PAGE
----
57.Relevant measures also include the establishment of an assistance programme to launch small enterprises for families in need, at a total cost of 2 billion riyals. A programme providing for family-run projects has been established, at a total cost of 1.5 billion riyals, to help garner capital, raw materials and other components that are needed to start the business. The Bank has concluded 13 agreements with the tertiary sector, for a total of more than 12 million riyals, so that family-run businesses can access financial and other services. The Bank has supported and empowered women through several programmes and services; it has provided more than 13 billion riyals to more than 300,000 women. Those initiatives have prompted a 400 per cent increase in the number of beneficiaries over the three years since 2019. Non-financial services include child care, training and capacity building. These are provided by the Department of Empowerment and Development, business and output incubators and the Dulani business centre, in cooperation with entrepreneurship training centres. Some 60,000 women across the country have benefited from the programmes.

58.Social security benefits have been increased by raising the minimum benefit per family from 1,000 riyals per beneficiary and 28 per cent for dependents to 1,100 riyals per beneficiary and 50 per cent for dependents. Programmes are in place to support and shore up social security. The most significant include the productive families programme; the renovation, mattresses and furniture programme; the satchel and school uniform programme; the discounted purchasing programme; and the electricity and water bill support programme. Some 3.5 billion riyals have been allocated for that purpose. The Takaful charitable foundation and the Ministry of Education support programme for students in need have been shored up, and 476 million riyals per year have been allocated for that purpose.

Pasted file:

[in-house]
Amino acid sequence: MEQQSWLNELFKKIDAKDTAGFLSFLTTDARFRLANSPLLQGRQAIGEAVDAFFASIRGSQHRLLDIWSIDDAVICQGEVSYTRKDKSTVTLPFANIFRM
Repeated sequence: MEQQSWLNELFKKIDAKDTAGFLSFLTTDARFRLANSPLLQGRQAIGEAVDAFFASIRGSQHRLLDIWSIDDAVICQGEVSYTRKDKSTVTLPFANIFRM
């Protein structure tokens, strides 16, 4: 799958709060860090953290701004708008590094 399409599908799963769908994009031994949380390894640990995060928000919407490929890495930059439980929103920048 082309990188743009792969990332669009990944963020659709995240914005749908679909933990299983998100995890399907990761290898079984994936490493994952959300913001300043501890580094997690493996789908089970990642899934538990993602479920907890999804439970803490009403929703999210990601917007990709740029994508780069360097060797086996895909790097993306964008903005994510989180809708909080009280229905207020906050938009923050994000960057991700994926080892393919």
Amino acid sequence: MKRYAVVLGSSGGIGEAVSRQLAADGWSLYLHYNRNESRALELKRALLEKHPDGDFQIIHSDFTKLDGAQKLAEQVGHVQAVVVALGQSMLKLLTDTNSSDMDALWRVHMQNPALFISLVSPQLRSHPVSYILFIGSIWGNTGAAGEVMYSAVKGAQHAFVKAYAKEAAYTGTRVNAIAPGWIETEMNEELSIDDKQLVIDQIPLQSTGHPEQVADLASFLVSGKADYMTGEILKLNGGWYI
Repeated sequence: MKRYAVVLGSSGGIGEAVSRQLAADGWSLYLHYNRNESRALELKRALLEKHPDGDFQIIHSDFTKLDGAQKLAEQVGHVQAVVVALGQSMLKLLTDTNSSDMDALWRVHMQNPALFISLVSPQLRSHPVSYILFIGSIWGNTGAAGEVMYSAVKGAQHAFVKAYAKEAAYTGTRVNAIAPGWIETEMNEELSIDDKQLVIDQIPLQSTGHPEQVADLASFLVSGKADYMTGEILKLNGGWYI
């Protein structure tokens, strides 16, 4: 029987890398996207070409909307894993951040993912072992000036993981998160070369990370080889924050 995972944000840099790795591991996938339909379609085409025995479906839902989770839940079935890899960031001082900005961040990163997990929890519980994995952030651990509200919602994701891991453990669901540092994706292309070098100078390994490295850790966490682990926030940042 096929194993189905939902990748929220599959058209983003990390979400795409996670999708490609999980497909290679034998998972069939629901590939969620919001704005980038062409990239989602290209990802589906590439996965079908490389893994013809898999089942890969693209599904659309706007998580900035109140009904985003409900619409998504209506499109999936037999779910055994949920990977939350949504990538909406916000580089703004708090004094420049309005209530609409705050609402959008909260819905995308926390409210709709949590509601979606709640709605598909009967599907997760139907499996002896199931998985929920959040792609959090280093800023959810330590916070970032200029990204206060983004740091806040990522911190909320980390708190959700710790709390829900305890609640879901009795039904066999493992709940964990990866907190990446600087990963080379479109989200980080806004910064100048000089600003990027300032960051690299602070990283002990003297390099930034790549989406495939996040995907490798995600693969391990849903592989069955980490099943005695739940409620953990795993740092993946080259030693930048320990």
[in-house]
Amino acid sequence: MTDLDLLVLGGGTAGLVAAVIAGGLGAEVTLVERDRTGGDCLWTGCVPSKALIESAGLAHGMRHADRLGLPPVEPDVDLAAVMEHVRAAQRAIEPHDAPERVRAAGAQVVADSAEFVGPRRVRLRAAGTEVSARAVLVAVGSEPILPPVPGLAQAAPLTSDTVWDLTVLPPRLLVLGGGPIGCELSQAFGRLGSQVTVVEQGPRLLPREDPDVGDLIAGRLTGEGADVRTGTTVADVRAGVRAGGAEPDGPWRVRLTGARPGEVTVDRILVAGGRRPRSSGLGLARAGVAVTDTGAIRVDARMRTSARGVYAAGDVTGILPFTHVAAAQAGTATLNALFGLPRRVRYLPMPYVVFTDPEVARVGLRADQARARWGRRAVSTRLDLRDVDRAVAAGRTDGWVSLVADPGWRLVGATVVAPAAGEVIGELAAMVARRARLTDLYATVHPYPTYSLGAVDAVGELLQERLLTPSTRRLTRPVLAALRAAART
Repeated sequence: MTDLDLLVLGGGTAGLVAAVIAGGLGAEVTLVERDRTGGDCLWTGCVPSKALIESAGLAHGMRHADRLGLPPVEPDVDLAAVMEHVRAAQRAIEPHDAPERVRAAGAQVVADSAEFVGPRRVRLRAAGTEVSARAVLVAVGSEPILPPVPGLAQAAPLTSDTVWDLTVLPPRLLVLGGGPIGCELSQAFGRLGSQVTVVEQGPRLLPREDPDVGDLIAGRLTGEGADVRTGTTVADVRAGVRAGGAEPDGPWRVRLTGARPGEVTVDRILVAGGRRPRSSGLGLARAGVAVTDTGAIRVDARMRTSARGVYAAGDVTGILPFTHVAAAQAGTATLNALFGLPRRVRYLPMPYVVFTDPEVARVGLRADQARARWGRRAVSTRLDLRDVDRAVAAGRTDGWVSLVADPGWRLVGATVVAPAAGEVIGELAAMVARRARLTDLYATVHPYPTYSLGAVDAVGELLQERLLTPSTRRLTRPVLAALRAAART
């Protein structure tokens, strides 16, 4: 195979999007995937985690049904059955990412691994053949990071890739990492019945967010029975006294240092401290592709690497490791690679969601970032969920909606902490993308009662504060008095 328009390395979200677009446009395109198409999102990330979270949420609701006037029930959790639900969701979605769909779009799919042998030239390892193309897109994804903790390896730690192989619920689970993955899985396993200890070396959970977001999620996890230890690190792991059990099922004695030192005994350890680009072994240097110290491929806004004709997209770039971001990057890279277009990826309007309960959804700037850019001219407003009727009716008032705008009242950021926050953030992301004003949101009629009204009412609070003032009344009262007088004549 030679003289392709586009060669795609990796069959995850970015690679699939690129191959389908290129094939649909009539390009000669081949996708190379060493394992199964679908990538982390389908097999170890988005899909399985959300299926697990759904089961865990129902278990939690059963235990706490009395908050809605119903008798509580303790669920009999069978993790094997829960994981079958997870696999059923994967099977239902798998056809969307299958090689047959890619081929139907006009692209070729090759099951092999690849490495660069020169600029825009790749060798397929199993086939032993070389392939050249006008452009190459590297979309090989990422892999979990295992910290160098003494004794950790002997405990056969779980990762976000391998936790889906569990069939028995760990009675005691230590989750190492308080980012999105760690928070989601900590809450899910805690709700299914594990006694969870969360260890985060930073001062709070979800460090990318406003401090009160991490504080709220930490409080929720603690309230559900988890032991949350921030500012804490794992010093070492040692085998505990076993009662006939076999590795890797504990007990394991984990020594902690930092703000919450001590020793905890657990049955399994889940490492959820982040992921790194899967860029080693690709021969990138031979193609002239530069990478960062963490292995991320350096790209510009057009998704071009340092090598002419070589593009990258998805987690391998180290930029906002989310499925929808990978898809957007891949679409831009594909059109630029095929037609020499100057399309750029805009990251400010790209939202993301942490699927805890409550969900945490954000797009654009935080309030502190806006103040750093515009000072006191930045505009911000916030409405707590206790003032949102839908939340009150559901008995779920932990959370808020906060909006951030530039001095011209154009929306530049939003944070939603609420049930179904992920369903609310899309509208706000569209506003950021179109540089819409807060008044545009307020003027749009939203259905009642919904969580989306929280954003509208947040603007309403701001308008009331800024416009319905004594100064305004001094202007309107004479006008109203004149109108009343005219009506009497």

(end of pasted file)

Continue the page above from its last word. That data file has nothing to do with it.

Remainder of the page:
59.A citizen’s account programme has been launched to address the expected effects of the economic reforms under Vision 2030. Cash sums have been paid to low- and medium-income male and female citizens on an equal footing, something that is a recognized best practice with regard to the right to development.

60.As a result of the measures taken by Saudi Arabia in the area of health, mortality rates for children under 5 have declined. As at 2020, the mortality rate for children under five was 7 per thousand live births. Reproductive health services are made available. The childbirth mortality rate has also declined; the maternal mortality rate as at 2018 was 11.9 per 100,000 births. The rate of AIDS has decreased, and treatment is available. In 2022, the rate of new HIV cases was 0.028 per thousand inhabitants. Saudi Arabia received an award from the World Health Organization for maintaining zero local transmission of malaria in 2021 and 2022.